“The print sector has seemingly stabilised somewhat following COVID and we are seeing a very healthy pipeline in hardware sales once again. Supply chain issues seem to have eased and in software, the mass exodus from on premise to cloud has driven a demand for more technical expertise and helped to boost service and sales revenues that have been affected by the pandemic. There is still plenty of opportunity in this space which I would expect to continue well into 2023 and future years.
“Businesses that had put printer fleet reviews on hold during the pandemic, now feel they have a better understanding of their office landscape and are pressing ahead with upgrades and software installations and I would also expect this to continue.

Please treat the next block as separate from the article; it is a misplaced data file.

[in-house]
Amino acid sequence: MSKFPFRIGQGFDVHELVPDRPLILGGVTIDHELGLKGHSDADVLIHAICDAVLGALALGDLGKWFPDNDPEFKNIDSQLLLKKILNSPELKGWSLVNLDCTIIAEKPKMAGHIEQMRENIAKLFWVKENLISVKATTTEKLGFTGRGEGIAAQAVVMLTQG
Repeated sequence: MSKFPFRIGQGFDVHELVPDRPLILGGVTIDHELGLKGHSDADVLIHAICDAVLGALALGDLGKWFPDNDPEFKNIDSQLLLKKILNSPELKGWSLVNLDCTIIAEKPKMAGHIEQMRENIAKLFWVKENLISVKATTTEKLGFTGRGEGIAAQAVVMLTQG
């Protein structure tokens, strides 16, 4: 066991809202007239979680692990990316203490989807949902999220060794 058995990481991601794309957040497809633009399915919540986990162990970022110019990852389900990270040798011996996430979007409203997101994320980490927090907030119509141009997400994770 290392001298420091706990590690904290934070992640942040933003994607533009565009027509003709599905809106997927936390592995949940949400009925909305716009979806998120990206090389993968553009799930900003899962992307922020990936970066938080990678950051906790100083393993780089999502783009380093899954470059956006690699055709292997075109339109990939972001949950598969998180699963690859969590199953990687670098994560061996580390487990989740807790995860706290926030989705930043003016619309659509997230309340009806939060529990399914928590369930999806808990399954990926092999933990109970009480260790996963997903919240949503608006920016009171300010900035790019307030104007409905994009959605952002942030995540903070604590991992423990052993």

“Our business continues to reflect the demands of our clients and we are expecting to add some new software solutions to our portfolio in 2023 to assist with workplace management and cloud workflow applications.” www.sossystems.co.uk
Andy Ratcliffe, Managing Director, Key Digital:
“We are experiencing a really pivotal moment in the future of the workplace. Hybrid working is now just considered ‘working’ and employers are looking at how to make that working time as efficient as possible.
“They will also be looking into optimising their resources, both in terms of office space and talent. This is met at a time where we are facing a global energy crisis and a cost of living crisis.
“It is up to the industry to be responsive to customer needs and take a critical role in their success strategy. We are enabling our clients to ensure that their working arrangements are fit for purpose.
“In the future world of working, the office takes its place as just one aspect of a much bigger picture. Company culture, collaboration, engagement and empowerment are all part of how we work, with increased autonomy taking up the slack as businesses look to streamline processes.